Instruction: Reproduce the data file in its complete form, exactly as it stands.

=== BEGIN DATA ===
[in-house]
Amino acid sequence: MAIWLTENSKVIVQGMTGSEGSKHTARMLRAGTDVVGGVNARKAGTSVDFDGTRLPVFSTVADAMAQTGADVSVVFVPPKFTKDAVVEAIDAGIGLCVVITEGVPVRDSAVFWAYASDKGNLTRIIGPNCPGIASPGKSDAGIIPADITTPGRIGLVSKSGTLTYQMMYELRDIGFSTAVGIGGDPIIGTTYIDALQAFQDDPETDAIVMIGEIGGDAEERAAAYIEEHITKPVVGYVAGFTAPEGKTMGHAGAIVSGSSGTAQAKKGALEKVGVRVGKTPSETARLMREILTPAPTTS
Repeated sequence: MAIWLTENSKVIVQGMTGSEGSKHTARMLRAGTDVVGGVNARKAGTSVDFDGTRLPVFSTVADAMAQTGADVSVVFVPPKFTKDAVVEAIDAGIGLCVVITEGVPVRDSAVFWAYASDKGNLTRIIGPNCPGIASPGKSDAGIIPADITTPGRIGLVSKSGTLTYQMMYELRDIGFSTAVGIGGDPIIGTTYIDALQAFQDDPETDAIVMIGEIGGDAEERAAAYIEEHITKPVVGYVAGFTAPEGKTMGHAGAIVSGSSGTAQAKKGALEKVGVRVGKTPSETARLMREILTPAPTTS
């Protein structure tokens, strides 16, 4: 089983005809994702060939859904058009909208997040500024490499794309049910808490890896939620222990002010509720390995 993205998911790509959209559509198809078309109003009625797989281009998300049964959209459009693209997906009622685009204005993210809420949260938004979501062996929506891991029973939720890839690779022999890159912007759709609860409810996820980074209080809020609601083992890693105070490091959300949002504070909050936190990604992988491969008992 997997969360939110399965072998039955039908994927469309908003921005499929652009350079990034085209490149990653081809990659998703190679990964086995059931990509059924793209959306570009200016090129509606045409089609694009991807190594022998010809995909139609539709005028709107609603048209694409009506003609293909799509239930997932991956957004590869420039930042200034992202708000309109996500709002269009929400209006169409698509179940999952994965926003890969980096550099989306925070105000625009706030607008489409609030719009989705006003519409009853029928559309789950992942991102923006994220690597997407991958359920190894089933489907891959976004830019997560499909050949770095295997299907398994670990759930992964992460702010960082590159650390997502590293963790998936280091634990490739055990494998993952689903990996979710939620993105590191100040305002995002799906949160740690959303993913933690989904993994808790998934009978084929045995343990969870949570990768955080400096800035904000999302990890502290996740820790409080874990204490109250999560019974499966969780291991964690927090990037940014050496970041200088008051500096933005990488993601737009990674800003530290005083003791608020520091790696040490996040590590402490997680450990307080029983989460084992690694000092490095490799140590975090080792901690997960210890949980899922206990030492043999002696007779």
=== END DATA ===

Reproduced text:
[in-house]
Amino acid sequence: MAIWLTENSKVIVQGMTGSEGSKHTARMLRAGTDVVGGVNARKAGTSVDFDGTRLPVFSTVADAMAQTGADVSVVFVPPKFTKDAVVEAIDAGIGLCVVITEGVPVRDSAVFWAYASDKGNLTRIIGPNCPGIASPGKSDAGIIPADITTPGRIGLVSKSGTLTYQMMYELRDIGFSTAVGIGGDPIIGTTYIDALQAFQDDPETDAIVMIGEIGGDAEERAAAYIEEHITKPVVGYVAGFTAPEGKTMGHAGAIVSGSSGTAQAKKGALEKVGVRVGKTPSETARLMREILTPAPTTS
Repeated sequence: MAIWLTENSKVIVQGMTGSEGSKHTARMLRAGTDVVGGVNARKAGTSVDFDGTRLPVFSTVADAMAQTGADVSVVFVPPKFTKDAVVEAIDAGIGLCVVITEGVPVRDSAVFWAYASDKGNLTRIIGPNCPGIASPGKSDAGIIPADITTPGRIGLVSKSGTLTYQMMYELRDIGFSTAVGIGGDPIIGTTYIDALQAFQDDPETDAIVMIGEIGGDAEERAAAYIEEHITKPVVGYVAGFTAPEGKTMGHAGAIVSGSSGTAQAKKGALEKVGVRVGKTPSETARLMREILTPAPTTS
């Protein structure tokens, strides 16, 4: 089983005809994702060939859904058009909208997040500024490499794309049910808490890896939620222990002010509720390995 993205998911790509959209559509198809078309109003009625797989281009998300049964959209459009693209997906009622685009204005993210809420949260938004979501062996929506891991029973939720890839690779022999890159912007759709609860409810996820980074209080809020609601083992890693105070490091959300949002504070909050936190990604992988491969008992 997997969360939110399965072998039955039908994927469309908003921005499929652009350079990034085209490149990653081809990659998703190679990964086995059931990509059924793209959306570009200016090129509606045409089609694009991807190594022998010809995909139609539709005028709107609603048209694409009506003609293909799509239930997932991956957004590869420039930042200034992202708000309109996500709002269009929400209006169409698509179940999952994965926003890969980096550099989306925070105000625009706030607008489409609030719009989705006003519409009853029928559309789950992942991102923006994220690597997407991958359920190894089933489907891959976004830019997560499909050949770095295997299907398994670990759930992964992460702010960082590159650390997502590293963790998936280091634990490739055990494998993952689903990996979710939620993105590191100040305002995002799906949160740690959303993913933690989904993994808790998934009978084929045995343990969870949570990768955080400096800035904000999302990890502290996740820790409080874990204490109250999560019974499966969780291991964690927090990037940014050496970041200088008051500096933005990488993601737009990674800003530290005083003791608020520091790696040490996040590590402490997680450990307080029983989460084992690694000092490095490799140590975090080792901690997960210890949980899922206990030492043999002696007779």